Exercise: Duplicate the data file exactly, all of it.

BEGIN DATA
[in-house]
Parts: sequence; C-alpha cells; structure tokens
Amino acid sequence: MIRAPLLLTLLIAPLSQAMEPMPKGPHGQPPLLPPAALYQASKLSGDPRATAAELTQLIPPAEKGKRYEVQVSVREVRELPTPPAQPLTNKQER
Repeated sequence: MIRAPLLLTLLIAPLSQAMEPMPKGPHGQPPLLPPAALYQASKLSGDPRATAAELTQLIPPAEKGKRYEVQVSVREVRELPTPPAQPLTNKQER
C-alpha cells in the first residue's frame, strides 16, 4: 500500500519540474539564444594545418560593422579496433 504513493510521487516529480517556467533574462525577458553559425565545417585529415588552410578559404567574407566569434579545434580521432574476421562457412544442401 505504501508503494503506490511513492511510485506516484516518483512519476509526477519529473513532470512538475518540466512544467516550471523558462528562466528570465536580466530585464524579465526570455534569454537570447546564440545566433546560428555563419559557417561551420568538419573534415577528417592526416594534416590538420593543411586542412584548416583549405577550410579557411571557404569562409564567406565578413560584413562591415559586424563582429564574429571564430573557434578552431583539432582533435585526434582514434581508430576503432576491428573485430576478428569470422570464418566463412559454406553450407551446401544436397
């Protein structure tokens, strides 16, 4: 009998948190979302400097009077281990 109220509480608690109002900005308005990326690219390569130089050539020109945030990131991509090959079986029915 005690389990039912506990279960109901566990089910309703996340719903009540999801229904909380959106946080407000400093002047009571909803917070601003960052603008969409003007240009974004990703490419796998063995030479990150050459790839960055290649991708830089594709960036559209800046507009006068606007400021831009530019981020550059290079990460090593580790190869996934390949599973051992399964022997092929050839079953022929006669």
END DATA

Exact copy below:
[in-house]
Parts: sequence; C-alpha cells; structure tokens
Amino acid sequence: MIRAPLLLTLLIAPLSQAMEPMPKGPHGQPPLLPPAALYQASKLSGDPRATAAELTQLIPPAEKGKRYEVQVSVREVRELPTPPAQPLTNKQER
Repeated sequence: MIRAPLLLTLLIAPLSQAMEPMPKGPHGQPPLLPPAALYQASKLSGDPRATAAELTQLIPPAEKGKRYEVQVSVREVRELPTPPAQPLTNKQER
C-alpha cells in the first residue's frame, strides 16, 4: 500500500519540474539564444594545418560593422579496433 504513493510521487516529480517556467533574462525577458553559425565545417585529415588552410578559404567574407566569434579545434580521432574476421562457412544442401 505504501508503494503506490511513492511510485506516484516518483512519476509526477519529473513532470512538475518540466512544467516550471523558462528562466528570465536580466530585464524579465526570455534569454537570447546564440545566433546560428555563419559557417561551420568538419573534415577528417592526416594534416590538420593543411586542412584548416583549405577550410579557411571557404569562409564567406565578413560584413562591415559586424563582429564574429571564430573557434578552431583539432582533435585526434582514434581508430576503432576491428573485430576478428569470422570464418566463412559454406553450407551446401544436397
């Protein structure tokens, strides 16, 4: 009998948190979302400097009077281990 109220509480608690109002900005308005990326690219390569130089050539020109945030990131991509090959079986029915 005690389990039912506990279960109901566990089910309703996340719903009540999801229904909380959106946080407000400093002047009571909803917070601003960052603008969409003007240009974004990703490419796998063995030479990150050459790839960055290649991708830089594709960036559209800046507009006068606007400021831009530019981020550059290079990460090593580790190869996934390949599973051992399964022997092929050839079953022929006669």